Fired Confederate 3 Inch Bourelleted Read Shell

Item: Fired Confederate 3 Inch Bourelleted Read Shell
Construction: Cast iron with copper fuze plug/adaptor and copper ring sabot.
Fuzing: Paper time fuze.
Approximate size: Weight: 7.4 pounds.  Diameter: 2.94 inches.  Length: 7-1/4 inches.
Condition: Good, fired, excavated. Its fuze plug and sabot are present. Its iron body has minimal surface pitting however, there is significant base chipping just above the copper sabot which is typical for this type of Read shell. Remnants of its lathe chock is found on one side just below the shell nose. The sabot has seven lands and grooves as a result of being fired from a captured US 3-inch ordnance rifle. The shell has been cleaned, lightly clear coated and professionally deactivated. There are no repairs. 
Recovered: Cumberland Church area, Cumberland County, VA.
Comments:  According to Peter George, co-author of "Field Artillery Projectiles of the American Civil War", the Confederates preferred using the captured US 3-inch ordnance rifle primarily due to their quality of construction and accuracy, not to mention that they had captured a Yankee gun! Mr. George writes:

"Above all other reasons… the CS cannoneers knew the yankee-made 3” Ordnance Rifle, being made of wrought-iron instead of cast-iron, was far less likely to burst during firing than the CS-made rifled cannons (all of which were cast iron – or brass – because the Rebs weren’t industrially capable of making wrought-iron cannons). There is no record of even a single 3” Ordnance Rifle bursting in combat. (Compare that with the Parrott Rifle’s terrible record.)"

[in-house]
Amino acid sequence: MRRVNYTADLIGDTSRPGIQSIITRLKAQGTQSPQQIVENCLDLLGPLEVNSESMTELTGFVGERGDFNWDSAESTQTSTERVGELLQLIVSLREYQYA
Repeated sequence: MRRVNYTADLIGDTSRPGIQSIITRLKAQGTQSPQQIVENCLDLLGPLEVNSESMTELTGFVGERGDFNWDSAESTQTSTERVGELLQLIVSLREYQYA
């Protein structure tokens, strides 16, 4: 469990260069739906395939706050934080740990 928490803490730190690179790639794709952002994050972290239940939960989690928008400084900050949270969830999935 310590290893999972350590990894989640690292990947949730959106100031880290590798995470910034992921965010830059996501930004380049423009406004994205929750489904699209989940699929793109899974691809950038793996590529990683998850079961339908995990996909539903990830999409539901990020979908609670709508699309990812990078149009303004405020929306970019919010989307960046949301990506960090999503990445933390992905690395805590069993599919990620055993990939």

"Next-most-important, it had a reputation for being highly accurate. Yankee gunners who used it claimed they could put three shells into a bushel-basket at the range of a half-mile. That wasn’t stretching the truth by much. Decades ago in Georgia, I dug five fired dud 3” Hotchkiss shells in a 20-foot circle. (Remember, the civil war artillery “average” was 1 out of 4 fired failed to explode… which means 20 Hotchkiss shells were fired at that 20-foot circle, five being duds, all 5 landing within it.)"

This Read shell was acquired directly from the local Virginia digger. Interestingly, the engagement at Cumberland Church is considered to be the last battle victory for the Confederacy prior to Lee's surrender at Appomattox.

This artillery shell will be an excellent addition to any excavated Civil War artillery, battlefield, or general relic collection.

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